Our Specialist Paediatric Physiotherapists are trained and have experience in assessing and treating children with musculoskeletal conditions.
The musculoskeletal system is made up of all of the bones, muscles, joints, cartilage, tendons and ligaments in a person’s body. The bones provide the body with a framework, giving it shape and support. Bones also protect the internal organs such as the lungs and liver. Muscles make deliberate movement of a body part possible. Joints, cartilage, tendons and ligaments connect the bones and muscles in the body together.
Children, from babies, through childhood, into adolescence can experience a variety of musculoskeletal problems. These may be related to injury, growth, biomechanics, posture, inflammation or as a result of an underlying condition.
It is important to remember that …
Children are not simply ‘small adults’, their musculoskeletal system continues to grow and develop in most up to 18 years of age, for some it is even longer! There are growth plates that are active in all bones during the growing years. The growth plates in bones are active at different times of children’s development, making them susceptible to different growth-related conditions and sports related injuries at various stages of childhood.
It is essential that your child is assessed and treated by a Specialist Paediatric Physiotherapist who understands this and the implications for treatment and management of the child’s condition.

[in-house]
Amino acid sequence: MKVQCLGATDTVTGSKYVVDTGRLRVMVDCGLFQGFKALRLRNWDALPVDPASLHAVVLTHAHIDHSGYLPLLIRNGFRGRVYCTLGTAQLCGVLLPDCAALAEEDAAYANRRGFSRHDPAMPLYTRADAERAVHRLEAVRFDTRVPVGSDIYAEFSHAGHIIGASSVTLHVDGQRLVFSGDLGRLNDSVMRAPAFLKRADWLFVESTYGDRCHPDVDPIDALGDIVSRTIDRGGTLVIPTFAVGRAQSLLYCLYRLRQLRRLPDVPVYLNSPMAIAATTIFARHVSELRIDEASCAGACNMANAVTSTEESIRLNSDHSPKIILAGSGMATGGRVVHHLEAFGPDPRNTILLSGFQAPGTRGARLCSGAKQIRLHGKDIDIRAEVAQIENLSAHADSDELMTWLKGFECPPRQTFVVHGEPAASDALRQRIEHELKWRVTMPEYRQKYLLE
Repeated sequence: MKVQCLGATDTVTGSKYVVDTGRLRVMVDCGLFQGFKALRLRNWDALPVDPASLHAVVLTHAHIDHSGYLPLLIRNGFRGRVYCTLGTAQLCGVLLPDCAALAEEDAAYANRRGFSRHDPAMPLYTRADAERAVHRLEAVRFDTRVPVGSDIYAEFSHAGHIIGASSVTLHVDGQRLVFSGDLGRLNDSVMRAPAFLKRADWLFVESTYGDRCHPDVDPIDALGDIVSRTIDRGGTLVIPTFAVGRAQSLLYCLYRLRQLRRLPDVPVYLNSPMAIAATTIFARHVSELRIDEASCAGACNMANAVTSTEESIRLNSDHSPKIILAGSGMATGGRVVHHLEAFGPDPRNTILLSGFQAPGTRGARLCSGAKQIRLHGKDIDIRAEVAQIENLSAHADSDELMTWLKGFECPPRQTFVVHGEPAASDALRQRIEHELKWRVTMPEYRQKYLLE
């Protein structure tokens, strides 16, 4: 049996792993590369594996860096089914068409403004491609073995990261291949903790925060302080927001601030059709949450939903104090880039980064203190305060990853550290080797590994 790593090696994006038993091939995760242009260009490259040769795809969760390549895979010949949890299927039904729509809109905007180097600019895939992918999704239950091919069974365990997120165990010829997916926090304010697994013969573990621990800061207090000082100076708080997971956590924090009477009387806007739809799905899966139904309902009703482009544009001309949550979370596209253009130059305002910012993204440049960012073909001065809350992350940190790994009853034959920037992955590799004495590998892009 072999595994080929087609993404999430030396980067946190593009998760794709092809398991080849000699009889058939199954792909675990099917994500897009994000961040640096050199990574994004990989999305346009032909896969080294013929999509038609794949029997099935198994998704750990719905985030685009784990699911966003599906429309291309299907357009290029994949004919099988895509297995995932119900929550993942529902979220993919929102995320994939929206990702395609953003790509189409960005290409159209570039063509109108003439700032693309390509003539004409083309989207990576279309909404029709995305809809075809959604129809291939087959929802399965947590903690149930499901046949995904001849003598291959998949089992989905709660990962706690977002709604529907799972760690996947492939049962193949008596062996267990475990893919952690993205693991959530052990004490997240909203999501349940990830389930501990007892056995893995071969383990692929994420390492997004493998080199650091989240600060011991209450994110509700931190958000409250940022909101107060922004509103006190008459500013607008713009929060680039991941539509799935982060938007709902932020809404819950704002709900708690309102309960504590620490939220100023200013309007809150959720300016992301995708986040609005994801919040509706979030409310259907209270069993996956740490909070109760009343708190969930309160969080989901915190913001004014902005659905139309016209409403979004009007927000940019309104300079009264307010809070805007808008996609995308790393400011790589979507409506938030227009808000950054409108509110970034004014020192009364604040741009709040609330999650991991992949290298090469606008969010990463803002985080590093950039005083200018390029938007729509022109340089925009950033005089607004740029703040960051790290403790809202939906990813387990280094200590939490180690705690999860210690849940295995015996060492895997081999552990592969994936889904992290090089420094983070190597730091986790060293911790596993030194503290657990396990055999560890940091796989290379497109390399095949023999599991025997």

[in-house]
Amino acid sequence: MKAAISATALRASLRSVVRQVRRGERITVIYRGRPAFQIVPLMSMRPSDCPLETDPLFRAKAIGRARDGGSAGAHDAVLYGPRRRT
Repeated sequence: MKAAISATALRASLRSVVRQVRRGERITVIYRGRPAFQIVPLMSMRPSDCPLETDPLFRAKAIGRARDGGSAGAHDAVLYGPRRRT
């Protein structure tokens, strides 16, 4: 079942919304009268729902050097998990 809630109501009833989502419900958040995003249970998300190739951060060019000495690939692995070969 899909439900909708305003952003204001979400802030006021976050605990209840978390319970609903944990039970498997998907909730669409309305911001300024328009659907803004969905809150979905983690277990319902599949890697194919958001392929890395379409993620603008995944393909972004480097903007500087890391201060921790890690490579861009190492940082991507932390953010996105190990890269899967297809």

Sports, musculoskeletal and traumatic injuries in a child are managed differently to similar injuries in an adult due to different healing times, mechanical forces, and the growing skeleton.
These are some of the conditions involving the musculoskeletal system that Specialist Paediatric Physiotherapists commonly treat.
We would be happy to discuss the concerns that you have for your child and how we can help:
- Injury to muscles, joints, ligaments, soft tissues
- Growth related conditions
- Sever’s Disease
- Osgood Schlatters Disease
- Plantar Fasciitis
- Sinding-Larsen-Johansson Syndrome
- Sports and activity-related conditions
- Knee and ankle sprains
- Ligament injuries
- Muscle strains and tears
- Anterior knee pain
- Walking and gait
- Abnormal gait
- Altered foot and lower limb biomechanics
- Torticollis and Plagiocephaly
- Neuromuscular Conditions
- Muscular Dystrophies
- Muscular Atrophies
- Charcot-Marie Tooth disorder
- Back Conditions
- Postural problems
- Scoliosis and kyphosis
- Back pain
- Inflammatory conditions
- Juvenile Idiopathic Arthritis (JIA)
- Rehabilitation following:
- Fracture, trauma or broken bone
- Orthopaedic surgery
- Sports or activity related injury